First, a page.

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Sports

Duquesne basketball team raises bar after superb start

Jerry DiPaola
| Tuesday, Jan. 16, 2018, 7:27 p.m.
Duquesne's Mike Lewis II leads the team with 16.2 points per game.
Dave DeNoma | Duquesne athletics
Duquesne's Mike Lewis II leads the team with 16.2 points per game.
Duquesne is 4-1 and tied with Davidson for second place in the Atlantic 10 Conference under first-year coach Keith Dambrot.
Dave DeNoma | Duquesne Athletics
Duquesne is 4-1 and tied with Davidson for second place in the Atlantic 10 Conference under first-year coach Keith Dambrot.
Duquesne has won three more games (13) than it did last season, and there is 13 games remaining in the regular season.
Dave DeNoma | Duquesne Athletics
Duquesne has won three more games (13) than it did last season, and there is 13 games remaining in the regular season.
Duquesne coach Keith Dambrot: “If you have fragility in your belief, that’s one of hardest things to fix.'
Dave DeNoma | Duquesne Athletics
Duquesne coach Keith Dambrot: “If you have fragility in your belief, that’s one of hardest things to fix.'

Keith Dambrot is too busy to do the math and too focused to look behind him, but it's no secret Duquesne basketball usually ends up near the bottom of the Atlantic 10 standings.

Since 2005-06, the Dukes have averaged a 10th-place finish in the 14-team league.

Still, when it was casually mentioned before the season that Dambrot, Duquesne's first-year coach, might be able to lift the Dukes into the middle of the standings in a season or two, that sounded reasonable.

But now Dambrot said middle-of-the-pack is no longer acceptable this season. Entering their game Wednesday night at Saint Louis (8-10, 1-4), the Dukes (13-5, 4-1) are tied for second place with Davidson, one game behind A-10 leader Rhode Island.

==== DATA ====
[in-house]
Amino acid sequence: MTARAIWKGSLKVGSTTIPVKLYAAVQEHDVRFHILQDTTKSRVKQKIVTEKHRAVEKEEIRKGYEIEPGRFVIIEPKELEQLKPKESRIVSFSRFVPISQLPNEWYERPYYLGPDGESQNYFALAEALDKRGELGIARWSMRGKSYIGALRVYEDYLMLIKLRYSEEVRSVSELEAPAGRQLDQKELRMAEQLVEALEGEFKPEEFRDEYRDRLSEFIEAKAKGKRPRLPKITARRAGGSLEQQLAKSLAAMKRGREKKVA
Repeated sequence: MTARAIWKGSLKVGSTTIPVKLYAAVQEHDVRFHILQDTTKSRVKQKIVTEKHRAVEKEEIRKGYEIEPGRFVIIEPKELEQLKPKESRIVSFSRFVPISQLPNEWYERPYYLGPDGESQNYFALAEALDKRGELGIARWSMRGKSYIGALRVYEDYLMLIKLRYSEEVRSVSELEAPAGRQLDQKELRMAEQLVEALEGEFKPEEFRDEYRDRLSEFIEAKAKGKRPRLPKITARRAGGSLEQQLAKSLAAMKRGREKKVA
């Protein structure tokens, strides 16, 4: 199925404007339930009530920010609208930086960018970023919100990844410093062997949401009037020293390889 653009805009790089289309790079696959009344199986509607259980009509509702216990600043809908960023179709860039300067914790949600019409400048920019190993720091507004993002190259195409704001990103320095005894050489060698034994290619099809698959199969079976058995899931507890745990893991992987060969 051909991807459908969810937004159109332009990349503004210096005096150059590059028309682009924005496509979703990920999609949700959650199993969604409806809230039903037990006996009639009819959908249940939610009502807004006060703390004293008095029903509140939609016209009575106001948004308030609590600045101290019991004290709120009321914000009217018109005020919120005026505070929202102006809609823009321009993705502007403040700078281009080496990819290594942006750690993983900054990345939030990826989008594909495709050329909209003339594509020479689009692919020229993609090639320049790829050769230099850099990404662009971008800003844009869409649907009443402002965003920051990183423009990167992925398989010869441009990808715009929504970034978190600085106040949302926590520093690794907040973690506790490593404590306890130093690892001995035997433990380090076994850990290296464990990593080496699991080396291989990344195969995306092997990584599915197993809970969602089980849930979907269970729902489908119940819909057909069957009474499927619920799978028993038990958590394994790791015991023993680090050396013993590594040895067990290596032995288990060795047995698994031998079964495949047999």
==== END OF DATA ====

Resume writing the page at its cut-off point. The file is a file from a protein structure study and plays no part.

“We have to strive to be at the top of mountain, not in the middle, not in the valley,” he said. “Nothing else is really satisfactory.”

Call Duquesne the victim of its success, but what else could be expected when the team surpasses its 2016-17 victory total by three with 13 games remaining in the regular season? Expectations are rising, and for good reason.

When Duquesne opened its conference schedule 3-0 by beating Dayton, George Washington and Fordham, it marked only the third time the Dukes had reached that mark in 41 A-10 seasons.

Dambrot's team believes in itself, and he'll tell you that's more than half the battle.

“If you have fragility in your belief, that's one of hardest things to fix,” he said.

An example of that belief is sophomore guard Mike Lewis II, who leads the team in scoring (16.2 points per game) and 3-pointers (56).

Lewis wasn't happy when former coach Jim Ferry was fired, but he was mature enough to listen to the new coach. He bought into what Dambrot is selling and helped to keep the bulk of the team together.

“That was one of my biggest things,” Lewis said. “I'm not coming back just to be in the middle of the pack. We understand if you put in the hard work and go out every night and play like it's your last game, we can put ourselves in position to win games.”

Dambrot, who can be a realist and an optimist at the same time, said the team learned a valuable lesson Saturday when it needed triple overtime to defeat La Salle, 101-94. The game had 33 lead changes and 15 ties.

“The lesson is you have to play the game to the final seconds or you can lose,” he said. “I told this team it would be in between 12 and 14 close games this season.”

So far, Duquesne is nearly on that pace, recording a 4-2 record in games decided by eight or fewer points.

The victory was important, but it wasn't especially revealing to Dambrot for a couple of reasons.

The Dukes are 11th in the A-10 in free-throw shooting (69.2 percent), and he said a poor performance in that area kept them from possibly winning in regulation.

Procuring victory in the tense atmosphere of three overtimes was a test of character, but Dambrot already had what he calls “a good feel” for his team.

“They care about winning, and they care about each other,” he said.

And playing the role of underdog doesn't bother them.

“Before the season, coaches go through and they circle the games they think they can win,” Dambrot said, “and I'm sure most of them had Duquesne circled.

“We want to play with that chip on our shoulder, make sure when the game's on the line, (opponents) get a little tighter because they don't want to lose to Duquesne.”

Jerry DiPaola is a Tribune-Review staff writer. Reach him at jdipaola@tribweb.com or via Twitter @JDiPaola_Trib.

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